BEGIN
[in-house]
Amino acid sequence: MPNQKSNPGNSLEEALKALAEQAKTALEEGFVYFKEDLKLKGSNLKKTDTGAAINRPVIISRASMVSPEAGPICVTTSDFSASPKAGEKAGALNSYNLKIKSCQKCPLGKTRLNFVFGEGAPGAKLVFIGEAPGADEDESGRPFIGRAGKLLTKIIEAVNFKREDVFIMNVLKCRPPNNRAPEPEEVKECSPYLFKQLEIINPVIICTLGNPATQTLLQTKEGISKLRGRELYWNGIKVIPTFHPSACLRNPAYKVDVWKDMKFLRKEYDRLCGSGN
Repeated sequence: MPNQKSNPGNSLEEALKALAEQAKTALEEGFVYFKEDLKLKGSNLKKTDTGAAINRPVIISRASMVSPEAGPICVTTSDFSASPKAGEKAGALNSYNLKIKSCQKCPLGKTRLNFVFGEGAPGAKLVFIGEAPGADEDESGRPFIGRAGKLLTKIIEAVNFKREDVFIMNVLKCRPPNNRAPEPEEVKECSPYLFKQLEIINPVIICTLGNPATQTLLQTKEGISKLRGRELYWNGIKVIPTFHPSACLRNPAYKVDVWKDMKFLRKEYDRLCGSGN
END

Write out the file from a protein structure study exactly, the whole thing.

[in-house]
Amino acid sequence: MPNQKSNPGNSLEEALKALAEQAKTALEEGFVYFKEDLKLKGSNLKKTDTGAAINRPVIISRASMVSPEAGPICVTTSDFSASPKAGEKAGALNSYNLKIKSCQKCPLGKTRLNFVFGEGAPGAKLVFIGEAPGADEDESGRPFIGRAGKLLTKIIEAVNFKREDVFIMNVLKCRPPNNRAPEPEEVKECSPYLFKQLEIINPVIICTLGNPATQTLLQTKEGISKLRGRELYWNGIKVIPTFHPSACLRNPAYKVDVWKDMKFLRKEYDRLCGSGN
Repeated sequence: MPNQKSNPGNSLEEALKALAEQAKTALEEGFVYFKEDLKLKGSNLKKTDTGAAINRPVIISRASMVSPEAGPICVTTSDFSASPKAGEKAGALNSYNLKIKSCQKCPLGKTRLNFVFGEGAPGAKLVFIGEAPGADEDESGRPFIGRAGKLLTKIIEAVNFKREDVFIMNVLKCRPPNNRAPEPEEVKECSPYLFKQLEIINPVIICTLGNPATQTLLQTKEGISKLRGRELYWNGIKVIPTFHPSACLRNPAYKVDVWKDMKFLRKEYDRLCGSGN